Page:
The search for Jeffrey Epstein's will ended in the U.S. Virgin Islands on Monday, with the NY Post reporting that two days before he hanged himself in his cell, the millionaire sex offender was busy parceling out his wealth for his chosen beneficiaries.

Epstein signed his 21-page will from Manhattan's Metropolitan Correctional Center on August 8th, and it was subsequently filed in St. Thomas, the island adjacent his creepy oasis, Little St. James. It values his estate above $577 million—much more than the fortune catalogued for his bail request—excluding his bonkers art collection, which the NY Times accurately describes as "sizable, erotic, and bizarre." You know, the framed glass eyeballs; the Bill-Clinton-in-a-Dress painting; the shitting dog sculpture; the frankly staggering volume of nude portraits. All that stuff that begs appraisal before its true value can be tallied.

Epstein's will reportedly lists his brother, Mark Epstein, as the sole heir. It also names Darren K. Indyke and Richard D. Kahn, two of the financier's trusted associates, as executors; Boris Nikolic, a venture capitalist and former science advisor to Bill Gates, was reportedly designated as a successor executor, in case the other two can't perform their duties. The appointment "shocked" Nikolic: according to Bloomberg. He told the outlet: "I was not consulted in these matters and I have no intent to fulfill these duties, whatsoever."

Also on August 8th, Epstein reportedly established the 1953 Trust (1953 being his birth year), seemingly out a desire to keep the details of his financial life outside the public's reach. Because the trust is private, UCLA probate law expert Patrick D. Goodman told the Times it "avoids prying eyes." As such, we don't know whom he appointed as trustees, but according to Goodman, the wealth outlined in his will can't funnel into the trust "until any creditors, including victims who are owed damages or restitution, have collected what they are owed." The courts will determine that sum, meaning any beneficiaries will likely have to wait on their windfalls until all the lawsuits against Epstein's estate have resolved.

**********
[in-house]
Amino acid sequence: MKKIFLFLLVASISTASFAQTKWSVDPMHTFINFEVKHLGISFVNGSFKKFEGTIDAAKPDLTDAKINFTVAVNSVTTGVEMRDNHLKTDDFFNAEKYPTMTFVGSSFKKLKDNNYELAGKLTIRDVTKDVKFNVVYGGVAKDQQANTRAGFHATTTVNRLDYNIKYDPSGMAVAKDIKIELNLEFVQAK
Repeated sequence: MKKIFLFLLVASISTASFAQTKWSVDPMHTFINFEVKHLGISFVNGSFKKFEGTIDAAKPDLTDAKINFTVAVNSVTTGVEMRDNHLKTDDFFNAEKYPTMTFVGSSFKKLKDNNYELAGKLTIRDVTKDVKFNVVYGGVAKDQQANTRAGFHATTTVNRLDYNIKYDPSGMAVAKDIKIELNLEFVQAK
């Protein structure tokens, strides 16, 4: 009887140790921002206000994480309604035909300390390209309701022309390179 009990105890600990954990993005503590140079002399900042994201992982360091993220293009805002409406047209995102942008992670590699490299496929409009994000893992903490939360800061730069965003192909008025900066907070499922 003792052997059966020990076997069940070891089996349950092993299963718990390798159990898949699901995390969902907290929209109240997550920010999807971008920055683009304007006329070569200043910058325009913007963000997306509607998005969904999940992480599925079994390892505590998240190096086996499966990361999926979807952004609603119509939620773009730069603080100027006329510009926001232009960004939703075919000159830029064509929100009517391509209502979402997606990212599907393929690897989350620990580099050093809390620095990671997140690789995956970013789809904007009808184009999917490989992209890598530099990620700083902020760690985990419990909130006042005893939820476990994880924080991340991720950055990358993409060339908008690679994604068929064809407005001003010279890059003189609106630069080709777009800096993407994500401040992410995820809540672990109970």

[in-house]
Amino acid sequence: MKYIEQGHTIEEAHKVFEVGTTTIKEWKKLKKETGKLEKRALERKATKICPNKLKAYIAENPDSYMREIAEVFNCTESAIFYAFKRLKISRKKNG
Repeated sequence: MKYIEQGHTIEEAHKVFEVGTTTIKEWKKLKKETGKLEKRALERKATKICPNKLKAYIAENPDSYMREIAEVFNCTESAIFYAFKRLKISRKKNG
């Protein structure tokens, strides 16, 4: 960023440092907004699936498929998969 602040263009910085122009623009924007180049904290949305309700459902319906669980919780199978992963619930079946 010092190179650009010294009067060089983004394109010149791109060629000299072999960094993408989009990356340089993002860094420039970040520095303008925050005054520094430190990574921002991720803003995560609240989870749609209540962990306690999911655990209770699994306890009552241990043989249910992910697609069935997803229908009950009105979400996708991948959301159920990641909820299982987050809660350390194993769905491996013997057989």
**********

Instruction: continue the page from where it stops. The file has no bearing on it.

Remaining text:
And as of Tuesday morning, the state faces three more of those, filed overnight in Manhattan federal court by a trio of women who say Epstein abused them in the early aughts—before, during, and after Epstein reported to country club jail for his one year of work release detention.

One, "Lisa Doe," contends an Epstein associate recruited her "to teach a dance-based exercise class" when she was 17 years old, according to CBS News. But Epstein ultimately started asking for massages, then "used a sex toy on her, forcibly," and asked that she enlist "other dancers" into his fold. Another, "Katlyn Doe," contends that—in addition to sexually abusing her as a minor, and coercing her into "los[ing] her virginity to him" once she was 18—Epstein made her marry one of his foreign associates so that person could, to quote CBS, "stay in the country and recruit more girls."

The third lawsuit comes from Priscilla Doe, who reportedly says she met Epstein when she was 20 years old, and that Ghislaine Maxwell subsequently groomed her for sex with him. Priscilla Doe also maintains that Epstein brought her to Little St. James, aka Pedophile Island, and took away her passport so she couldn't leave. On another occasion, she says, Epstein also made her serve hors d'oeuvres at a party he had with another accused child molester, Woody Allen.

For her part, Maxwell hasn't yet been charged with any crimes, although the feds are reportedly narrowing their investigation to focus on her role in Epstein's alleged sex trafficking ring. An enormous tranche of court documents released on August 9th makes many of the same allegations listed above—that Maxwell once held a 15-year-old Swedish girl hostage on Epstein's island by stealing the teen's passport; that she and Epstein trafficked their victims to a rotating cast of powerful, famous men—and according to those who knew them both, the British socialite was usually at the sex offender's side. Despite (apparently faked) photo evidence that Maxwell surfaced at a Los Angeles In-N-Out Burger last week, she remains out of the public eye.

Still, Maxwell is officially the subject of at least one lawsuit so far: last week, Jennifer Araoz sued Maxwell, along with three Epstein staffers and his estate, arguing that they all "conspired ... to make possible and otherwise facilitate the sexual abuse and rape of Plaintiff." Araoz says Epstein raped her when she was 15 years old.

On Thursday, two more women sued Epstein's estate and unnamed "recruiter," seeking $100 million in recompense for "the psychological devastation Mr. Epstein's predation caused" them. Their attorney, Lisa Bloom, said she was also vetting claims from five other women, and has called on the administrators of Epstein's estate to freeze his assets and hold them for victims. In all likelihood, these five complaints represent the first wave in a vast sea of legal action.